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This is the one I have and I like it a lot. I’m no upper level dressage rider/ trainer so can’t speak to what it could be missing in regard to usability. It has worked very well for my young, green mare and is markedly better than a halter or bridle. Mine has hangers for a bit.

I have this one. Honestly, it’s not too bad for a straightforward lunge session. I would use this over lunging in a halter or clipping the line to/through the bit rings, it’s pretty safe and well padded.

The Wels cavesson and other similar types have a ring on each side of the noseband, this allows the lip strap to go behind or under the bit as would a dropped nose band. When the horse is going forward, the hand quietly follows as would that of a rider. When asking for a downward transition, ‘arrets’ of the rein occur with the voice command . This helps teach the youngster that a slightly resistant hand is asking for a downward transition. Of course initial longeing takes place with no bit, that is where the metal nose piece can transmit a quick downward snap, as you would with a halter.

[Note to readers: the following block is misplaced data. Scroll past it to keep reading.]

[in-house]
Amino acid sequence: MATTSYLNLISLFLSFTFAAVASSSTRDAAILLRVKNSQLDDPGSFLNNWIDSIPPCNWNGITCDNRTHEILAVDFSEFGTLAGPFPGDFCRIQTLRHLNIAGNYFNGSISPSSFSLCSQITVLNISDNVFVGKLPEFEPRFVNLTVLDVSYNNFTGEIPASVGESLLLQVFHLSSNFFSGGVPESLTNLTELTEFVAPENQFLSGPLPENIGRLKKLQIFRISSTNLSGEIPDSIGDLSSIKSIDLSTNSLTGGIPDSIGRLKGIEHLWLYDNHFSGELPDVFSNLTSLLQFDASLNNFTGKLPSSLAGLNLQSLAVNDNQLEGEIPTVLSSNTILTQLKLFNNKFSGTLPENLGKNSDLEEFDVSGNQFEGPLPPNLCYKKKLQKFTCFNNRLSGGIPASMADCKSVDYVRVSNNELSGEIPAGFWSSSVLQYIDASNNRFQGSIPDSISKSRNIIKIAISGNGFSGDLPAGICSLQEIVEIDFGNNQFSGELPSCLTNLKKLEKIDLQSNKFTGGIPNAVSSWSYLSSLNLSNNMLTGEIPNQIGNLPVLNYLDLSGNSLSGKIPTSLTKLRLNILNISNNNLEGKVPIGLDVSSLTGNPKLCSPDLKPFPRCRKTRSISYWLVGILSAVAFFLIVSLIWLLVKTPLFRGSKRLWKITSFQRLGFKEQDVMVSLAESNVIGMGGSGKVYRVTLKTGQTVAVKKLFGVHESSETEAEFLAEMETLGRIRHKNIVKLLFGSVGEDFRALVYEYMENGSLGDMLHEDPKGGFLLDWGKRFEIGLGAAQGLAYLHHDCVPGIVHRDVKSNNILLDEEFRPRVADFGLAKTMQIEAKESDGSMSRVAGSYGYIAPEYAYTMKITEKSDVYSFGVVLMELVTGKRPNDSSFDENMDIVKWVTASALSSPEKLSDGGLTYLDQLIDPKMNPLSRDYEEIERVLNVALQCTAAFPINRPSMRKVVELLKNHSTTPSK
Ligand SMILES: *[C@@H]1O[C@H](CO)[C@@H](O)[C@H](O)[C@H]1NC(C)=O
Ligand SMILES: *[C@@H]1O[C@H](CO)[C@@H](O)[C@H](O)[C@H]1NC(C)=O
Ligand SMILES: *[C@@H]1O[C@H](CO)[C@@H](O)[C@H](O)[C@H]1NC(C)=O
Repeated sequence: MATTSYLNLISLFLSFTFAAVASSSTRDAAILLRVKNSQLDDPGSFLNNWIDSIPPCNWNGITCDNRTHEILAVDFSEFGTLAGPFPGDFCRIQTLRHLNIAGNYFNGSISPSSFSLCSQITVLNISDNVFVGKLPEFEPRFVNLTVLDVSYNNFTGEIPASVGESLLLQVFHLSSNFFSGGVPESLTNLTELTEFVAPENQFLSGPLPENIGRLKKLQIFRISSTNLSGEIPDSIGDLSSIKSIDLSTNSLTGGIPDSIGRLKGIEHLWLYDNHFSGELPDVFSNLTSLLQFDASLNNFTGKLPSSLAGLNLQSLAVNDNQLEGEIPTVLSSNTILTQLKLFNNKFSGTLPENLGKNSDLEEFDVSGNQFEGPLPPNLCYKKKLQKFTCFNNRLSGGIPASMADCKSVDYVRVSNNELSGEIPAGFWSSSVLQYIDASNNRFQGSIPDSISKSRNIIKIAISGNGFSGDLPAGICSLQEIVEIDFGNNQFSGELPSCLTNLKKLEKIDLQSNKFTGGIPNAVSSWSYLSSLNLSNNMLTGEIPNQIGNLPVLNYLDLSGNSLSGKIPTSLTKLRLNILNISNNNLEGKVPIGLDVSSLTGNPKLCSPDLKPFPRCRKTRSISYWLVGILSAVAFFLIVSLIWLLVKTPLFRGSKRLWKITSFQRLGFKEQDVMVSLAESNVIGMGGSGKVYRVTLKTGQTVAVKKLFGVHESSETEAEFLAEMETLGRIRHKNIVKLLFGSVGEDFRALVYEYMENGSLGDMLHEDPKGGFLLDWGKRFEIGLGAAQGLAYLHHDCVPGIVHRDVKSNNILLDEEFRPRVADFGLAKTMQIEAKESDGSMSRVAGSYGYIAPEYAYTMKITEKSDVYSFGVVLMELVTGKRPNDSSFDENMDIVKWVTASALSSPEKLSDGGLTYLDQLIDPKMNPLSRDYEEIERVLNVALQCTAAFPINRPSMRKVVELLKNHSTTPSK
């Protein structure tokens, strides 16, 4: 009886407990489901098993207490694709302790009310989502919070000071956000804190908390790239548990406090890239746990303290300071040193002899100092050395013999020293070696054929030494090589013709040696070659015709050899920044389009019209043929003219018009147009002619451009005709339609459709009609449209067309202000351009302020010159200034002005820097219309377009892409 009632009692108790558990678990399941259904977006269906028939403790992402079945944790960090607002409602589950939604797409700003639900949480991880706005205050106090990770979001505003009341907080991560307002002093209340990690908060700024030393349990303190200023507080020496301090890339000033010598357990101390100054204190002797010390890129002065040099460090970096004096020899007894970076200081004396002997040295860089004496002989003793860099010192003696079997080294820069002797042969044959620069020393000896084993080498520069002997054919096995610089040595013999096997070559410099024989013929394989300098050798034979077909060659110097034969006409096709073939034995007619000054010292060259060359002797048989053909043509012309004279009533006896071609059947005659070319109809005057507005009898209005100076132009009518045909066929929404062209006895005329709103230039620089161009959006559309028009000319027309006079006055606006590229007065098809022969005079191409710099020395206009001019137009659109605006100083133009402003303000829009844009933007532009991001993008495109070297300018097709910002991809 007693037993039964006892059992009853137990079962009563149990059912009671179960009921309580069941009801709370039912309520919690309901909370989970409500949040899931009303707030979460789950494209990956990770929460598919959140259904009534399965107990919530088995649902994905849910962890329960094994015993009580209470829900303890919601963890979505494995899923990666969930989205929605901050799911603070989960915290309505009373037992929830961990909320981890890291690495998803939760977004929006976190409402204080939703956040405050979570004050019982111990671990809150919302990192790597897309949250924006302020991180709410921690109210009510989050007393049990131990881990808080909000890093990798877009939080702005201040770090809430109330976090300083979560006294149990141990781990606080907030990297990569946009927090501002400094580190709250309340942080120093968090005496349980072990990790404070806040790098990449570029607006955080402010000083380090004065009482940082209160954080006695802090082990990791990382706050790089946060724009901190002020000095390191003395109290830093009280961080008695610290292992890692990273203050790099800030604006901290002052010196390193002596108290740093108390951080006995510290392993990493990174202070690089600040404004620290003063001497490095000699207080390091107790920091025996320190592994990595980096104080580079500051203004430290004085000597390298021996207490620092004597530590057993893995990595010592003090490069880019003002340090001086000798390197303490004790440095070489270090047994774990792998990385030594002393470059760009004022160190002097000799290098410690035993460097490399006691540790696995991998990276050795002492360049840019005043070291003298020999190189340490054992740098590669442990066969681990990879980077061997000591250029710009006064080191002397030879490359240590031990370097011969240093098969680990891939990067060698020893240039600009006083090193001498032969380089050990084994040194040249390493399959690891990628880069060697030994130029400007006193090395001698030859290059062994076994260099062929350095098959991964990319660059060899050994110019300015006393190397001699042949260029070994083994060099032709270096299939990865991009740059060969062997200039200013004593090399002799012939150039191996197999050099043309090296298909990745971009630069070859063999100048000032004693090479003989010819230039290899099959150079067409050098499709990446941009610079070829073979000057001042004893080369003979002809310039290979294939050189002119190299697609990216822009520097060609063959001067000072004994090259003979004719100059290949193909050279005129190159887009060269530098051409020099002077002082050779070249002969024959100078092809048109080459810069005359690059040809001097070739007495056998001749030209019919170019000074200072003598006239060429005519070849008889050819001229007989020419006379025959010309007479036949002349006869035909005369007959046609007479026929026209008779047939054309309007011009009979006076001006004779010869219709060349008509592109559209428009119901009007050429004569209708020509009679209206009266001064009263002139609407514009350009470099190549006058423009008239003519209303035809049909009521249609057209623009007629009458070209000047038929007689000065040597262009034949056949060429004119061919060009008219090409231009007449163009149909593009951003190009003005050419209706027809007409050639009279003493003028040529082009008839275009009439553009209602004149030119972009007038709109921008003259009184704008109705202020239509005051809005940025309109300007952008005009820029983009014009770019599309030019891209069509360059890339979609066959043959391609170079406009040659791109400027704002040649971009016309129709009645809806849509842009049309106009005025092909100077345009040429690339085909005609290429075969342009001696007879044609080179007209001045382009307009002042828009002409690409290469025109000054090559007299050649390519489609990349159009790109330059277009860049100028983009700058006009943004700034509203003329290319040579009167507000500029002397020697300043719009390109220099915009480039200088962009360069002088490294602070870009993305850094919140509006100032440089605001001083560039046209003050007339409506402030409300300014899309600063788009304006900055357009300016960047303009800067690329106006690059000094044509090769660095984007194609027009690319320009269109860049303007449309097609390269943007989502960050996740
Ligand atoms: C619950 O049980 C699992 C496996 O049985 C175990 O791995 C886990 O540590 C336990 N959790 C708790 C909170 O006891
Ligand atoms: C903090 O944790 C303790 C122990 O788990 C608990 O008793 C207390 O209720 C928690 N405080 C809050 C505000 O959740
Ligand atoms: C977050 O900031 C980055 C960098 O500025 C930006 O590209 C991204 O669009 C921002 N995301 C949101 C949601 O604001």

Later on the horse will learn to follow the seat after he has been backed. Some horses understand following the seat quickly others take longer. Until the light bulb flashes on, the rider has voice and gentle squeezes on the rein.

Yes it definitely doesn’t have all the components of a traditional cavesson. While it can’t be used in the exact manner of those cavessons, I found it okay for an experienced horse that lunges off of just vocal commands. However, I definitely agree that especially with training or working with young horses that it would be more difficult.

Thanks everyone for your input - you’ve all given me a lot of help.

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My young horse was exceptionally difficult to lunge at first and we spent quite some time working on it with that cavesson and it worked well for us. She tested those D rings with some good spooks/ bolts and came back to me much better than in a halter or bridle. I think I lack the education on more dressage focused ground work to understand how it may not be the most suitable for some.

It really just depends on the work you need it for and also what you prefer! If you scroll down, this post talks about the different kinds of cavessons. At the end of the day, the priority is that you and your horse are happy with the cavesson you’re using. No point in changing to something that you or your horse don’t like the feel of.